EAU CLAIRE, Wis.— Staff at St. Croix Hospice isn't letting the pandemic stand in the way of love.
Of course, when true love is on the line, there are no limits.
Bert Russell and his wife Pat married 58 years ago when they were just 20 years old.
"We will be 78 this coming June and July. We're 10 days apart in age," Bert says. "We had a good relationship. I always felt like I married up. It's been good, and that's why you can't walk away. You have to do what it takes to the end."
While true love conquers all, that doesn't mean life is always easy.
Recently, it's been especially hard.
Pat suffers from late-stage Alzheimer's disease. She's receiving care in hospice, and recently moved into a River Falls-based memory care unit.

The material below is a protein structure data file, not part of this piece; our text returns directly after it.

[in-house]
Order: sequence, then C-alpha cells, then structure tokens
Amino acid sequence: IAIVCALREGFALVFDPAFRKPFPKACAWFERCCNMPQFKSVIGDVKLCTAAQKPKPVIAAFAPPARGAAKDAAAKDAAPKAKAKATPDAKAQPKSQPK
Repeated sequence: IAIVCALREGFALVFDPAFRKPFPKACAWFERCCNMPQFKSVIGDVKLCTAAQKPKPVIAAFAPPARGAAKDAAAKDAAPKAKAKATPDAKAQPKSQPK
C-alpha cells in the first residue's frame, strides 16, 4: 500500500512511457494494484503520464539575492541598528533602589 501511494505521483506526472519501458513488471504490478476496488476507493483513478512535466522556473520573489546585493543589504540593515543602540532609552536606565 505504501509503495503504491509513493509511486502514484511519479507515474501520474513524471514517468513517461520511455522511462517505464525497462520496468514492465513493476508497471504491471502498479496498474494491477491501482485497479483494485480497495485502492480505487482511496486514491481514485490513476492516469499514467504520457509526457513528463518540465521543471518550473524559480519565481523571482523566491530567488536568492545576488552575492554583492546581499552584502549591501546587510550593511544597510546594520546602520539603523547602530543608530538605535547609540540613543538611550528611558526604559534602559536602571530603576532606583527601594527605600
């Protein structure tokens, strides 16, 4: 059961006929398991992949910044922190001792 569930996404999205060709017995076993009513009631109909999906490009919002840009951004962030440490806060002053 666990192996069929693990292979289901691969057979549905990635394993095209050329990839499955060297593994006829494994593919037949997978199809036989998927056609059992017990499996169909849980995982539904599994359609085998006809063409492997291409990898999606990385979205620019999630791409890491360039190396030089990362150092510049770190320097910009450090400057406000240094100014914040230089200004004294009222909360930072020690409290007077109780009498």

Bert, who lives close by, visited her every day. That is, until the facility went on lockdown last March due to the COVID-19 pandemic. They had to place restrictions on visitors to the long-term care facility.
"Life's not fair. You have to handle things as it comes one day at a time or you don't handle it very well," he says. "I get emotional sometimes and it'll break down because I feel so bad for what Pat's having to go through."
And while he can't comfort her in-person, he's still finding a way to be there, without fail, as much as possible, thanks to his wife's care team.
"Since I can't get out there it makes all the difference in the world that hospice started offering to Facetime with me and Pat. I can talk to her and I can see her condition... That her hair is done, and she's getting good care," he says.
Part of that "good care" is the direct result of compassionate, dedicated nurses like Pauline Beman. She arranges and helps to facilitate the video chats.
"With COVID, it's hard. So anytime I can get the opportunity to connect families, I run with it," Beman says. "I'm honored to do it."